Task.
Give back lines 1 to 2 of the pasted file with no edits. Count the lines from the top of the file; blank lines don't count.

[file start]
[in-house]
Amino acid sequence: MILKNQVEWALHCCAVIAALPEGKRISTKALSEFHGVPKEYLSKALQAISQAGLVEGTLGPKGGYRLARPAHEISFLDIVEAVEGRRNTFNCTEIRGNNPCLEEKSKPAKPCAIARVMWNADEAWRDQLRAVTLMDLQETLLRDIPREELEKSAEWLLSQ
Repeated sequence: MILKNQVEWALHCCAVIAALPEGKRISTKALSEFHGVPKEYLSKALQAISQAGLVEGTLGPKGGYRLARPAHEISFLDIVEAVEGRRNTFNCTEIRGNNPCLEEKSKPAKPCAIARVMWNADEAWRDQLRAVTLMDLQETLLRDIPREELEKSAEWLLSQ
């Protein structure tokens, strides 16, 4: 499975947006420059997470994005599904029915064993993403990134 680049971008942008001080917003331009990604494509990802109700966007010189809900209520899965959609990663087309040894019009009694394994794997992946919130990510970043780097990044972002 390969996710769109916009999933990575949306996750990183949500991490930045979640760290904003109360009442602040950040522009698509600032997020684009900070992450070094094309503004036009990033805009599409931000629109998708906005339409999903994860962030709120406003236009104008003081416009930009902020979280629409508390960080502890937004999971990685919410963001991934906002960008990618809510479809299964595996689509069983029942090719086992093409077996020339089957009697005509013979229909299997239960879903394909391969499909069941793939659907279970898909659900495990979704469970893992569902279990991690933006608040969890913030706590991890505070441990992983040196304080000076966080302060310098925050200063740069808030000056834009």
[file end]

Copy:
[in-house]
Amino acid sequence: MILKNQVEWALHCCAVIAALPEGKRISTKALSEFHGVPKEYLSKALQAISQAGLVEGTLGPKGGYRLARPAHEISFLDIVEAVEGRRNTFNCTEIRGNNPCLEEKSKPAKPCAIARVMWNADEAWRDQLRAVTLMDLQETLLRDIPREELEKSAEWLLSQ